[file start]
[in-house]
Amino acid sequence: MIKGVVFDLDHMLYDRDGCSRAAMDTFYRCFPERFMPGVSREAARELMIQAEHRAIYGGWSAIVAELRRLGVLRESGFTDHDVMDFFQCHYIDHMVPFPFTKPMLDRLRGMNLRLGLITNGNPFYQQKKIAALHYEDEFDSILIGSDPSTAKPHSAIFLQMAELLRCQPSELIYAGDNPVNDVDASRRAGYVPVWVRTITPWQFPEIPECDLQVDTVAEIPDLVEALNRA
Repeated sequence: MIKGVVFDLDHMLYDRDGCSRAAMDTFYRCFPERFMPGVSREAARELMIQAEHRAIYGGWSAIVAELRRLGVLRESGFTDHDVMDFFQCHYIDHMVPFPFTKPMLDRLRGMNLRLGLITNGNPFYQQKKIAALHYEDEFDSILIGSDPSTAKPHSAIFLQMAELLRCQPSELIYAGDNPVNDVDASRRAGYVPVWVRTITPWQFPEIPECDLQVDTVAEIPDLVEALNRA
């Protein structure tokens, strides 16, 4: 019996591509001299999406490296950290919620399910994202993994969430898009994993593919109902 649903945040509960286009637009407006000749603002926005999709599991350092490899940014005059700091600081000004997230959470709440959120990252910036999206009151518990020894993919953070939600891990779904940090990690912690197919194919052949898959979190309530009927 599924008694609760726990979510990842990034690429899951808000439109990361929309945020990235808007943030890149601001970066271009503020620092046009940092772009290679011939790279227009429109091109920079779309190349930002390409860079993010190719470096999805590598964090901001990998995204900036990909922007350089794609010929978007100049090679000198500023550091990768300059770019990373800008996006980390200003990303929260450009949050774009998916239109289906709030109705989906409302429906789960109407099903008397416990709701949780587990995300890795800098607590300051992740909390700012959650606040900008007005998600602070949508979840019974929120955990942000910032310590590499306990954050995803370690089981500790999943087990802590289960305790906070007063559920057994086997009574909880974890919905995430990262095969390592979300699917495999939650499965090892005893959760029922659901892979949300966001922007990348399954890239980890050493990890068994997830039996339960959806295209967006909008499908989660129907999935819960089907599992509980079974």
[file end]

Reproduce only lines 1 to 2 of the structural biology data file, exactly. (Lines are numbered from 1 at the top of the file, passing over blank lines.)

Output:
[in-house]
Amino acid sequence: MIKGVVFDLDHMLYDRDGCSRAAMDTFYRCFPERFMPGVSREAARELMIQAEHRAIYGGWSAIVAELRRLGVLRESGFTDHDVMDFFQCHYIDHMVPFPFTKPMLDRLRGMNLRLGLITNGNPFYQQKKIAALHYEDEFDSILIGSDPSTAKPHSAIFLQMAELLRCQPSELIYAGDNPVNDVDASRRAGYVPVWVRTITPWQFPEIPECDLQVDTVAEIPDLVEALNRA